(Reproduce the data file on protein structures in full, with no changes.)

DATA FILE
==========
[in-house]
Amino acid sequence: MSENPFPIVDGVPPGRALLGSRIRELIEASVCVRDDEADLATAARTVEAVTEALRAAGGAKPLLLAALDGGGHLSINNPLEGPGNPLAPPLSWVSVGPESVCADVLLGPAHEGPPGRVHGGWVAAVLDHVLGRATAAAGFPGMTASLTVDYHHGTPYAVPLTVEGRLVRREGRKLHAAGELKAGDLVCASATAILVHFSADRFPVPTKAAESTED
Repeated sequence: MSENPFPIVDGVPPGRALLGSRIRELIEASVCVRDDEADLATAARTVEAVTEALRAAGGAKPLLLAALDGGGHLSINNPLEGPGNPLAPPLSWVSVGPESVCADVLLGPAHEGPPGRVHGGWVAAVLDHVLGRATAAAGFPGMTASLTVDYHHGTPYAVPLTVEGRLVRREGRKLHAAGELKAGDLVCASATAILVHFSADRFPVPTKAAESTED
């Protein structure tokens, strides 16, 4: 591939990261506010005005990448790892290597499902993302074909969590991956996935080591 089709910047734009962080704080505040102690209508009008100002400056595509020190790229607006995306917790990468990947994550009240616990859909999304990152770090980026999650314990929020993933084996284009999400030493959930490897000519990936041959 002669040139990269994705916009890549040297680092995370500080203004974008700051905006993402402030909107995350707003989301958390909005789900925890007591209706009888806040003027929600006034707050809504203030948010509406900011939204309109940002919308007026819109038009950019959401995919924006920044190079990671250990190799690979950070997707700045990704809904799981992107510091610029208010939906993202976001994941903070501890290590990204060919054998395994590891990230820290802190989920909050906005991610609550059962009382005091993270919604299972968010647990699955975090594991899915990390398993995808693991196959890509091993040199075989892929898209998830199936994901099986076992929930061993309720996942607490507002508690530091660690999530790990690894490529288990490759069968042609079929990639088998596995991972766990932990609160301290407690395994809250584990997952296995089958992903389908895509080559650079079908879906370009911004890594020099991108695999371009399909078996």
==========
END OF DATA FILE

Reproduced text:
[in-house]
Amino acid sequence: MSENPFPIVDGVPPGRALLGSRIRELIEASVCVRDDEADLATAARTVEAVTEALRAAGGAKPLLLAALDGGGHLSINNPLEGPGNPLAPPLSWVSVGPESVCADVLLGPAHEGPPGRVHGGWVAAVLDHVLGRATAAAGFPGMTASLTVDYHHGTPYAVPLTVEGRLVRREGRKLHAAGELKAGDLVCASATAILVHFSADRFPVPTKAAESTED
Repeated sequence: MSENPFPIVDGVPPGRALLGSRIRELIEASVCVRDDEADLATAARTVEAVTEALRAAGGAKPLLLAALDGGGHLSINNPLEGPGNPLAPPLSWVSVGPESVCADVLLGPAHEGPPGRVHGGWVAAVLDHVLGRATAAAGFPGMTASLTVDYHHGTPYAVPLTVEGRLVRREGRKLHAAGELKAGDLVCASATAILVHFSADRFPVPTKAAESTED
């Protein structure tokens, strides 16, 4: 591939990261506010005005990448790892290597499902993302074909969590991956996935080591 089709910047734009962080704080505040102690209508009008100002400056595509020190790229607006995306917790990468990947994550009240616990859909999304990152770090980026999650314990929020993933084996284009999400030493959930490897000519990936041959 002669040139990269994705916009890549040297680092995370500080203004974008700051905006993402402030909107995350707003989301958390909005789900925890007591209706009888806040003027929600006034707050809504203030948010509406900011939204309109940002919308007026819109038009950019959401995919924006920044190079990671250990190799690979950070997707700045990704809904799981992107510091610029208010939906993202976001994941903070501890290590990204060919054998395994590891990230820290802190989920909050906005991610609550059962009382005091993270919604299972968010647990699955975090594991899915990390398993995808693991196959890509091993040199075989892929898209998830199936994901099986076992929930061993309720996942607490507002508690530091660690999530790990690894490529288990490759069968042609079929990639088998596995991972766990932990609160301290407690395994809250584990997952296995089958992903389908895509080559650079079908879906370009911004890594020099991108695999371009399909078996």